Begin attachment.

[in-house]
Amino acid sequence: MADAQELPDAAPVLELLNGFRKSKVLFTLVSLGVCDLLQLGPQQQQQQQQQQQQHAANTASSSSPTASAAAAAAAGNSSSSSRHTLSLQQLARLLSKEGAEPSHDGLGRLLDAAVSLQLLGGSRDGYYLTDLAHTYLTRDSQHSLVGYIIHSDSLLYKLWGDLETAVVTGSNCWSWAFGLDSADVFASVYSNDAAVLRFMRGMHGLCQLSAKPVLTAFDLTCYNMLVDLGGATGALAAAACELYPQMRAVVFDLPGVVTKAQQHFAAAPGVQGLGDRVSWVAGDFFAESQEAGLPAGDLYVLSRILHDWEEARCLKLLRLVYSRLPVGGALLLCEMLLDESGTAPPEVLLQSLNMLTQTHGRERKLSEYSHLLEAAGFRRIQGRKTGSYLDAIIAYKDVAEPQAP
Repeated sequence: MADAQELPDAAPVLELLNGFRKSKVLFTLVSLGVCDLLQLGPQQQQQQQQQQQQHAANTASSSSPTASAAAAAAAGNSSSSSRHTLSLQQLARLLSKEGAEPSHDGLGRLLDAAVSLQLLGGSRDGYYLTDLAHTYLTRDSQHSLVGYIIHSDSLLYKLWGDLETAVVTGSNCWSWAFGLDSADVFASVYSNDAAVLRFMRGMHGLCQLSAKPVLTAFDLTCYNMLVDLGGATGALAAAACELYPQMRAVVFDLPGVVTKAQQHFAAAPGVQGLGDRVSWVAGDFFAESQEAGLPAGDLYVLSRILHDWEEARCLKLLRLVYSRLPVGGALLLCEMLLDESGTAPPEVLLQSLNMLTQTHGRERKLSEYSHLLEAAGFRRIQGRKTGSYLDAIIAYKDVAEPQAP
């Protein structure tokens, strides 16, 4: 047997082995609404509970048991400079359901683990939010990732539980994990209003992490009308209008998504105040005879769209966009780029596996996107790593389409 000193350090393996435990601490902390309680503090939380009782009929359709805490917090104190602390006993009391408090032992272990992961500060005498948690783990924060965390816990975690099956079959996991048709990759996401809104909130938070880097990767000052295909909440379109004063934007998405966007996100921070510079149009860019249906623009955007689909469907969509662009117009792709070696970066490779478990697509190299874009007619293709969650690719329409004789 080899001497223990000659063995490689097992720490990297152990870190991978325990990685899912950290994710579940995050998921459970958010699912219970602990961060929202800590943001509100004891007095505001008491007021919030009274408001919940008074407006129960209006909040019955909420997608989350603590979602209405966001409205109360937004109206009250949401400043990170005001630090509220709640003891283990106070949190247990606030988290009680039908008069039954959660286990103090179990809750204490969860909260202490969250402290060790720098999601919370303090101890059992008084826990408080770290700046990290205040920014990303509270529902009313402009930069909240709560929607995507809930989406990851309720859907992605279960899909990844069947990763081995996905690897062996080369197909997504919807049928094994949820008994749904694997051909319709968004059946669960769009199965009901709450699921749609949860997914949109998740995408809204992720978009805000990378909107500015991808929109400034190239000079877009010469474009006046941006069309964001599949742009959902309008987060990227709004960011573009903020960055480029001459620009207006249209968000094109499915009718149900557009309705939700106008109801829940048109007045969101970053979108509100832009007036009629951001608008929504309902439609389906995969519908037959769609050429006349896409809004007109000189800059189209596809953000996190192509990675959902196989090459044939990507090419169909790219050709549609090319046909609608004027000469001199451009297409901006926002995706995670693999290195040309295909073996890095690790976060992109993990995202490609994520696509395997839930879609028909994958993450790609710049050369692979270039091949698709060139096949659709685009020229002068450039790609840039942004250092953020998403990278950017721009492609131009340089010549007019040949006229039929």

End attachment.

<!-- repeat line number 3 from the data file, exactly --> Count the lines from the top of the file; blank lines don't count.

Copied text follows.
Repeated sequence: MADAQELPDAAPVLELLNGFRKSKVLFTLVSLGVCDLLQLGPQQQQQQQQQQQQHAANTASSSSPTASAAAAAAAGNSSSSSRHTLSLQQLARLLSKEGAEPSHDGLGRLLDAAVSLQLLGGSRDGYYLTDLAHTYLTRDSQHSLVGYIIHSDSLLYKLWGDLETAVVTGSNCWSWAFGLDSADVFASVYSNDAAVLRFMRGMHGLCQLSAKPVLTAFDLTCYNMLVDLGGATGALAAAACELYPQMRAVVFDLPGVVTKAQQHFAAAPGVQGLGDRVSWVAGDFFAESQEAGLPAGDLYVLSRILHDWEEARCLKLLRLVYSRLPVGGALLLCEMLLDESGTAPPEVLLQSLNMLTQTHGRERKLSEYSHLLEAAGFRRIQGRKTGSYLDAIIAYKDVAEPQAP